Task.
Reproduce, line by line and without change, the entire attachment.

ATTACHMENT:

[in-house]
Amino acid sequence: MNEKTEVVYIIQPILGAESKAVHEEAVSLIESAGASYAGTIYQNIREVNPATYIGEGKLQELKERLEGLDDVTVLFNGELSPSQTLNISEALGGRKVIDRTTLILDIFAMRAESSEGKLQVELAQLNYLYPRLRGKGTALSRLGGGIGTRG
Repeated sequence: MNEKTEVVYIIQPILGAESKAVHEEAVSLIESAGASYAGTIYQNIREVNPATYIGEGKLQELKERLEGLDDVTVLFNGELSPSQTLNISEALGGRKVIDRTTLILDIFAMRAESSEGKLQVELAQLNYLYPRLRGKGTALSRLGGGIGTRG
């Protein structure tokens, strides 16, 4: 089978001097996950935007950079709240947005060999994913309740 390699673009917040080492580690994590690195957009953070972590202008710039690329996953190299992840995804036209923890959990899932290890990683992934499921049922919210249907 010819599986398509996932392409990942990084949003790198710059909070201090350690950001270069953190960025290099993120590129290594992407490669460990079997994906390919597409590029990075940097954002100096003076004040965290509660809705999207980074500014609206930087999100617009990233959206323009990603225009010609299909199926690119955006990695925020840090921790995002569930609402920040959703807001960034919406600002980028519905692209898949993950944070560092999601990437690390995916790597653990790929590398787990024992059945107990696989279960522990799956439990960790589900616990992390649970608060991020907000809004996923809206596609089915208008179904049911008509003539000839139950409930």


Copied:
[in-house]
Amino acid sequence: MNEKTEVVYIIQPILGAESKAVHEEAVSLIESAGASYAGTIYQNIREVNPATYIGEGKLQELKERLEGLDDVTVLFNGELSPSQTLNISEALGGRKVIDRTTLILDIFAMRAESSEGKLQVELAQLNYLYPRLRGKGTALSRLGGGIGTRG
Repeated sequence: MNEKTEVVYIIQPILGAESKAVHEEAVSLIESAGASYAGTIYQNIREVNPATYIGEGKLQELKERLEGLDDVTVLFNGELSPSQTLNISEALGGRKVIDRTTLILDIFAMRAESSEGKLQVELAQLNYLYPRLRGKGTALSRLGGGIGTRG
């Protein structure tokens, strides 16, 4: 089978001097996950935007950079709240947005060999994913309740 390699673009917040080492580690994590690195957009953070972590202008710039690329996953190299992840995804036209923890959990899932290890990683992934499921049922919210249907 010819599986398509996932392409990942990084949003790198710059909070201090350690950001270069953190960025290099993120590129290594992407490669460990079997994906390919597409590029990075940097954002100096003076004040965290509660809705999207980074500014609206930087999100617009990233959206323009990603225009010609299909199926690119955006990695925020840090921790995002569930609402920040959703807001960034919406600002980028519905692209898949993950944070560092999601990437690390995916790597653990790929590398787990024992059945107990696989279960522990799956439990960790589900616990992390649970608060991020907000809004996923809206596609089915208008179904049911008509003539000839139950409930």